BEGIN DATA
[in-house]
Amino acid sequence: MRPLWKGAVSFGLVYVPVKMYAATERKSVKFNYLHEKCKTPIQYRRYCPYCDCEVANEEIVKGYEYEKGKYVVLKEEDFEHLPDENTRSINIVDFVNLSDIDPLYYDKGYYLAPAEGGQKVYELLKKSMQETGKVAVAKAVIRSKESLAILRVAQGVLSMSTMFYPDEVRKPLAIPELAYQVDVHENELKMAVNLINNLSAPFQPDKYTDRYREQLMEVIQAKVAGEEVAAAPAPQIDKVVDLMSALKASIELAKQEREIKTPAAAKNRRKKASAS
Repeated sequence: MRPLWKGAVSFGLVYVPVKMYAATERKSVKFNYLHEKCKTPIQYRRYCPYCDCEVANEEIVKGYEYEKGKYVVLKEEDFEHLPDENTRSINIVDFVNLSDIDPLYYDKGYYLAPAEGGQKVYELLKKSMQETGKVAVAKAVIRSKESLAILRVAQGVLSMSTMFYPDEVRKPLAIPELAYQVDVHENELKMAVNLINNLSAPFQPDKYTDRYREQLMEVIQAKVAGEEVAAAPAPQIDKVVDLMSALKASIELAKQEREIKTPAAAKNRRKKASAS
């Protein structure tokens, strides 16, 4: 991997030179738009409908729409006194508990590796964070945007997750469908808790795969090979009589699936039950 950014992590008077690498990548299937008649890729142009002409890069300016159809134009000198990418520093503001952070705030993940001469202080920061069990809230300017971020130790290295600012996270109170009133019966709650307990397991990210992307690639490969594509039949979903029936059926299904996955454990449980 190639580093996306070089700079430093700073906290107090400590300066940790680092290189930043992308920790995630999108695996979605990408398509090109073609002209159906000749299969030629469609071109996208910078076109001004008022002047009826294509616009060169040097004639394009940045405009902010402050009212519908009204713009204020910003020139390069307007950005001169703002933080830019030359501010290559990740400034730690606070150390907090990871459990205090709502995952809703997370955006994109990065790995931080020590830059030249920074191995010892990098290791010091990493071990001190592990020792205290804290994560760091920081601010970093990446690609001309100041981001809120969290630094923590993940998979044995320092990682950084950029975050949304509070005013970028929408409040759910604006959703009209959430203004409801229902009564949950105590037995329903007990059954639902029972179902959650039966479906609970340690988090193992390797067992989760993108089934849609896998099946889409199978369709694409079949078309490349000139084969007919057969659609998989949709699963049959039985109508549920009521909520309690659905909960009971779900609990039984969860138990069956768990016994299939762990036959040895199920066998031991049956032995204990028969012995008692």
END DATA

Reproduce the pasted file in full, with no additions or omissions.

[in-house]
Amino acid sequence: MRPLWKGAVSFGLVYVPVKMYAATERKSVKFNYLHEKCKTPIQYRRYCPYCDCEVANEEIVKGYEYEKGKYVVLKEEDFEHLPDENTRSINIVDFVNLSDIDPLYYDKGYYLAPAEGGQKVYELLKKSMQETGKVAVAKAVIRSKESLAILRVAQGVLSMSTMFYPDEVRKPLAIPELAYQVDVHENELKMAVNLINNLSAPFQPDKYTDRYREQLMEVIQAKVAGEEVAAAPAPQIDKVVDLMSALKASIELAKQEREIKTPAAAKNRRKKASAS
Repeated sequence: MRPLWKGAVSFGLVYVPVKMYAATERKSVKFNYLHEKCKTPIQYRRYCPYCDCEVANEEIVKGYEYEKGKYVVLKEEDFEHLPDENTRSINIVDFVNLSDIDPLYYDKGYYLAPAEGGQKVYELLKKSMQETGKVAVAKAVIRSKESLAILRVAQGVLSMSTMFYPDEVRKPLAIPELAYQVDVHENELKMAVNLINNLSAPFQPDKYTDRYREQLMEVIQAKVAGEEVAAAPAPQIDKVVDLMSALKASIELAKQEREIKTPAAAKNRRKKASAS
């Protein structure tokens, strides 16, 4: 991997030179738009409908729409006194508990590796964070945007997750469908808790795969090979009589699936039950 950014992590008077690498990548299937008649890729142009002409890069300016159809134009000198990418520093503001952070705030993940001469202080920061069990809230300017971020130790290295600012996270109170009133019966709650307990397991990210992307690639490969594509039949979903029936059926299904996955454990449980 190639580093996306070089700079430093700073906290107090400590300066940790680092290189930043992308920790995630999108695996979605990408398509090109073609002209159906000749299969030629469609071109996208910078076109001004008022002047009826294509616009060169040097004639394009940045405009902010402050009212519908009204713009204020910003020139390069307007950005001169703002933080830019030359501010290559990740400034730690606070150390907090990871459990205090709502995952809703997370955006994109990065790995931080020590830059030249920074191995010892990098290791010091990493071990001190592990020792205290804290994560760091920081601010970093990446690609001309100041981001809120969290630094923590993940998979044995320092990682950084950029975050949304509070005013970028929408409040759910604006959703009209959430203004409801229902009564949950105590037995329903007990059954639902029972179902959650039966479906609970340690988090193992390797067992989760993108089934849609896998099946889409199978369709694409079949078309490349000139084969007919057969659609998989949709699963049959039985109508549920009521909520309690659905909960009971779900609990039984969860138990069956768990016994299939762990036959040895199920066998031991049956032995204990028969012995008692």